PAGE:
Editor's note: At the beginning of every month, Wenatchee World Photo Editor Don Seabrook reflects on his best photos published the previous month.
On the first day of September, I went with our GO! Editor to do a story at the Music & Arts Center (MAC) Gallery on the Wenatchee Valley College campus. I’d never been there before and when we arrived, Ellen Bruex and Nik Penny were busy carefully hanging art pieces in the room. I stepped back to look through the door and the light coming from inside the gallery glowed through the dark door. It was a matter of waiting for the two installers to be in the right place with at least one actively hanging artwork for the image to work.
Also on Sept. 1, I had been looking for stories in Cashmere and heard about a truckload of pears spilled on the highway just out of town. I like this image because of the snowplow used to move the pears off the highway and also the wrecked truck and trailer in the background.
County fairs are a joy to photograph and good pictures can result if I’m patient and looking for the unusual. I’d been concentrating on a group of girls washing down one of their pigs when I turned around and saw a lineup of children playing in the wastewater as it ran toward a drain in the floor. There was only an instant before the children went off to find other fun.
I usually shy away from portraits, but I noticed Finley admiring her flower she had entered in the flower competition. I asked her what her favorite flower was in the barn and she was quick to answer it was her dahlia she liked the most. Her mother said Finley loves to grow flowers and vegetables. I missed the candid moment of her flower admiration and instead decided on a portrait moving her toward the door of the barn, where the light backlit her face and her dahlia.
Volleyball is one of the most emotional sports to photograph and I often wonder if the girls expend too much of their energy in the celebrations of their winning points. What it makes for is opportunities like this one of players screaming into each other’s faces.
I was at the Numerica Performing Arts Center waiting to photograph children listening to Mozart’s Magnificent Voyage. In the balcony, I struck up a quick conversation with teacher Chelsea DeRuwe, who in between talking to me, was keeping an eye on her students. I thought this photograph represented the situation perfectly as part of the experience was for the youth to learn how to behave before, during, and after a performance.
Wenatchee’s soccer match with Eastmont was close throughout and when it went to a shootout, I concentrated on each goalie diving to keep their opponent’s shots from getting past them. When it was still tied 3-3 with one Wenatchee shot left, I turned my camera toward the rest of the team to catch their reactions to what could and was their winning goal.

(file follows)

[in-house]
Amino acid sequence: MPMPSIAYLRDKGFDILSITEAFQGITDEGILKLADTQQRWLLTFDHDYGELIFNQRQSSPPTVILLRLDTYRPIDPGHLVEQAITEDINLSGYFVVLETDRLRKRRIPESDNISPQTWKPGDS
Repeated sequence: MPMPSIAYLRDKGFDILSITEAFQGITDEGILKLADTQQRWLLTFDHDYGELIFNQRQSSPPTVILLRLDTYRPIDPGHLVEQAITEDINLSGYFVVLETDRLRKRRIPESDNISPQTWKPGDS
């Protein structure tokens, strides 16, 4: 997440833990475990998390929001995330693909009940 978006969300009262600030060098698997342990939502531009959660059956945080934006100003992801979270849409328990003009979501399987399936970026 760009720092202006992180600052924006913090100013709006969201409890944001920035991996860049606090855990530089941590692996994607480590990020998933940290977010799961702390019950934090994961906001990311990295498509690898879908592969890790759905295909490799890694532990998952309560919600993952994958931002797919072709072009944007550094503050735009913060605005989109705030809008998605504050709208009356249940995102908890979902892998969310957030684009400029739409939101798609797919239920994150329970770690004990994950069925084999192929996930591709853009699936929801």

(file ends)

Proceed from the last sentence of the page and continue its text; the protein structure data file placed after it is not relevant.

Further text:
At this year’s Wenatchee River Salmon Festival, the location was at Rocky Reach Dam and I went from one activity to another looking for a story-telling image. Talking to The Wenatchee World’s former sports writer and editor Nick Babcock and photographing him pinning art to a line, I noticed a child’s shadow as she pointed out her gyotaku to a teacher. The image was there and gone in an instant.
Friends of mine mentioned their children were in soccer, so on a free evening before covering a high school sporting event, I went to Lewis and Clark Park to see if a game was going on. I was focused on finding something photographically interesting when little Obi Dunn turned toward the fans on the sideline and started yelling to get his team fired up.
Driving along Grant Road on Sept. 21, I saw white pumpkins lined up in a field, ready for harvest. A person nearby told me they belonged to Annie’s Fun Farm and a check with them led me to another field, where the picking was in full force. I wanted to photograph a pumpkin in the air as one worker flung it to another on the trailer. Having done that, my next challenge was to wait for a time when two pumpkins were in the air together. The moment happened one time.
I went to a brush fire near the entrance to Swakane Canyon on Sept. 22, but the fire was quite a distance from the road and I was unable to get close to firefighters working on it. I did; however, watch as two helicopters would disappear from my location with full buckets of water and then reappear after dropping them on the fire line. I looked around for a spot where I could see their dump and found it at a viewpoint along Highway 97A.
Photographing the Sunshine Bowling League has been on my list of ideas for years — before COVID-19, when they stopped the program. When they began bowling again in September, and then on a Saturday that I was working, I was able to cover the fun time. With bowling, I’m constantly looking out for a great reaction from a bowler to what the ball is doing when it hits the pins. I saw Mark Lee from a distance through my telephoto lens as he tried to get his pins to drop.